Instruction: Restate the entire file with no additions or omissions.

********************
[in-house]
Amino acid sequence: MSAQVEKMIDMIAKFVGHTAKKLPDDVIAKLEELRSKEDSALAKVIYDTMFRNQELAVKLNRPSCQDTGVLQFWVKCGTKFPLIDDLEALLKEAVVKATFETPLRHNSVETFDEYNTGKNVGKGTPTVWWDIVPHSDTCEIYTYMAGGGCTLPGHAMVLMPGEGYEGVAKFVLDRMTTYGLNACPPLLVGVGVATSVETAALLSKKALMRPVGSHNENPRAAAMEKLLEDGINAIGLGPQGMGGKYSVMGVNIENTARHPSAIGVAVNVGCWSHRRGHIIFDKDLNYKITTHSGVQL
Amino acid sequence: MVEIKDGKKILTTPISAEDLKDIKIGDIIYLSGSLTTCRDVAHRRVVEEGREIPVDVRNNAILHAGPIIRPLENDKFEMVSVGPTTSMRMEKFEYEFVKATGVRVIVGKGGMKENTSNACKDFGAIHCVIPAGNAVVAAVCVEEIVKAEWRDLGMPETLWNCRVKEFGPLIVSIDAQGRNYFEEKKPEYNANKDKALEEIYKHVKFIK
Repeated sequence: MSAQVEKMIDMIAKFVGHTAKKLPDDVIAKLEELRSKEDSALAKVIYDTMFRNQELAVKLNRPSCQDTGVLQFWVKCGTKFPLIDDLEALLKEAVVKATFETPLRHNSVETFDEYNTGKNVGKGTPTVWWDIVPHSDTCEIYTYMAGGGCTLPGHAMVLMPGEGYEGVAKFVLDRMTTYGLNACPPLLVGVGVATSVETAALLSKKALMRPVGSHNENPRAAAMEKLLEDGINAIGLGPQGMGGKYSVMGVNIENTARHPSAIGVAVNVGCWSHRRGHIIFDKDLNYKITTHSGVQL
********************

[in-house]
Amino acid sequence: MSAQVEKMIDMIAKFVGHTAKKLPDDVIAKLEELRSKEDSALAKVIYDTMFRNQELAVKLNRPSCQDTGVLQFWVKCGTKFPLIDDLEALLKEAVVKATFETPLRHNSVETFDEYNTGKNVGKGTPTVWWDIVPHSDTCEIYTYMAGGGCTLPGHAMVLMPGEGYEGVAKFVLDRMTTYGLNACPPLLVGVGVATSVETAALLSKKALMRPVGSHNENPRAAAMEKLLEDGINAIGLGPQGMGGKYSVMGVNIENTARHPSAIGVAVNVGCWSHRRGHIIFDKDLNYKITTHSGVQL
Amino acid sequence: MVEIKDGKKILTTPISAEDLKDIKIGDIIYLSGSLTTCRDVAHRRVVEEGREIPVDVRNNAILHAGPIIRPLENDKFEMVSVGPTTSMRMEKFEYEFVKATGVRVIVGKGGMKENTSNACKDFGAIHCVIPAGNAVVAAVCVEEIVKAEWRDLGMPETLWNCRVKEFGPLIVSIDAQGRNYFEEKKPEYNANKDKALEEIYKHVKFIK
Repeated sequence: MSAQVEKMIDMIAKFVGHTAKKLPDDVIAKLEELRSKEDSALAKVIYDTMFRNQELAVKLNRPSCQDTGVLQFWVKCGTKFPLIDDLEALLKEAVVKATFETPLRHNSVETFDEYNTGKNVGKGTPTVWWDIVPHSDTCEIYTYMAGGGCTLPGHAMVLMPGEGYEGVAKFVLDRMTTYGLNACPPLLVGVGVATSVETAALLSKKALMRPVGSHNENPRAAAMEKLLEDGINAIGLGPQGMGGKYSVMGVNIENTARHPSAIGVAVNVGCWSHRRGHIIFDKDLNYKITTHSGVQL